2. There is a lack of a medium-term results framework to monitor progress. Capacity development is critical because under developed organisations and under-skilled individuals can be the cause of failure for the development efforts. Traditionally a lot of the capacity building efforts have focused on only providing training or on providing technical advisory. Although capacity building, training and grassroots engagement are more accepted now than before, there is still a lot of consensus and alignment required on what these mean and entail. For a lot of funders, trainings and workshops for their grantees is a onetime affair followed by digital interventions once in a while. A number of grass roots level organisations do not necessarily have the means to access online training and intensive coaching, and support such as webinars can only go so far. Often, there is the need to have small rigorous engagements which means working with groups as a learning cohort.
  3. There is a lack of a shared language and definition around capacity building. Currently there aren’t enough platforms for shared learning which can lead to better amalgamation of efforts as opposed to current fragmentation both at the delivery and funding side. This often leads to overlaps.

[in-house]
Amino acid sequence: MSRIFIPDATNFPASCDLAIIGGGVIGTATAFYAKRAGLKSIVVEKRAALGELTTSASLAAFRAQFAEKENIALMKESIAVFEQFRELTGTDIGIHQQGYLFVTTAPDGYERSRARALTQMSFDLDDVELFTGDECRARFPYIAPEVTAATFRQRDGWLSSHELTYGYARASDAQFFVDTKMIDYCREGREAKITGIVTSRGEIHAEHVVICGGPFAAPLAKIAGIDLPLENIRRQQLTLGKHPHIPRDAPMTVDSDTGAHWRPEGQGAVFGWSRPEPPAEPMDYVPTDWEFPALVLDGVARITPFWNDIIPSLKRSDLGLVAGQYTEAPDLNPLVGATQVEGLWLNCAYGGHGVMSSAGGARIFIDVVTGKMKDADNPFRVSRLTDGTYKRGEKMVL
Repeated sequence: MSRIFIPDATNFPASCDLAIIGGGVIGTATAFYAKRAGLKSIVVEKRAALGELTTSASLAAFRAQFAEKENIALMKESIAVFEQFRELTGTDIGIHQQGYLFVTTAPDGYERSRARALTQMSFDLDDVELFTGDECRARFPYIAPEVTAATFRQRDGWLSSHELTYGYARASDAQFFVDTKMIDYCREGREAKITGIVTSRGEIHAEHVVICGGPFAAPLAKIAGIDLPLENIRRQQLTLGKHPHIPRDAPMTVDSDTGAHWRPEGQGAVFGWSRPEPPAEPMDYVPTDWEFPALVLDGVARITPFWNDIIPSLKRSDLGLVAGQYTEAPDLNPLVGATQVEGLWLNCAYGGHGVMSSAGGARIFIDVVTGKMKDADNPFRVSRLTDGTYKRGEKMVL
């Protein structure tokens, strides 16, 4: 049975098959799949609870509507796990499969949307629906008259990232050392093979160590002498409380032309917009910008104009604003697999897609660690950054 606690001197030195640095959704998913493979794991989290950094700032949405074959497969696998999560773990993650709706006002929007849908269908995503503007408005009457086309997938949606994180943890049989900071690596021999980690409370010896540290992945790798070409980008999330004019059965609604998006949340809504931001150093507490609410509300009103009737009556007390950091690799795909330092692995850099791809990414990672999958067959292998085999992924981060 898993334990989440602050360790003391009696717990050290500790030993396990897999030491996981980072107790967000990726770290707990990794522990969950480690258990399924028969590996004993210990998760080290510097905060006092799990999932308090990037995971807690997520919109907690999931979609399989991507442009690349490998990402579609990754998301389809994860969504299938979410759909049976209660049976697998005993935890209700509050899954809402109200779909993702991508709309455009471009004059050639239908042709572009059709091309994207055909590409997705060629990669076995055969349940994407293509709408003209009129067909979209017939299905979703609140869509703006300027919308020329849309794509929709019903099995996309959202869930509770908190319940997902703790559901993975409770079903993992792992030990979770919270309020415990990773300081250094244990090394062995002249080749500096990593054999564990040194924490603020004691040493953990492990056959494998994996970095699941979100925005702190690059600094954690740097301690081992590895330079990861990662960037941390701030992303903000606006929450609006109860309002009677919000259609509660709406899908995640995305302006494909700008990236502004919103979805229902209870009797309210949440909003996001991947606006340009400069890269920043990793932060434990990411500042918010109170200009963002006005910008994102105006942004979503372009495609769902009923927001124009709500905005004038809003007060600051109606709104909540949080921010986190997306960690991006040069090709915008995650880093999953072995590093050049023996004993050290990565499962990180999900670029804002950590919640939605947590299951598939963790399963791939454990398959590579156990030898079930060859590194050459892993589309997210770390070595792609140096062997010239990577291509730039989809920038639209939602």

While the capacity building efforts have allowed NPOs to build efficiency through the introduction of systems and processes, better engagement with employees and other relevant stakeholder group like advisory and management boards, the need to percolate these efforts across organization staff levels is a must. Whether it is top down or a bottom up, capacity development at individual or organizational level is not uniform and requires a customized and nuanced approach in design and delivery. There is a need to also reorient the approach from “How can we help you?” to a more “What can we do together”, while identifying the adoptive willingness of NPOs and their absorptive capacities for the solutions developed. Conversely, NPOs must recognize the efforts, time and resources that go into the design and delivery of the capacity building initiatives, calling for a framework that tracks implementation and the needle movement in efficiency as an outcome of those efforts. Funding skills and what is perceived traditionally as ‘non program spends’ is gathering importance and there is a need to bring in accountability of the fulfillment of the objectives around the financial and non-financial resources allocated.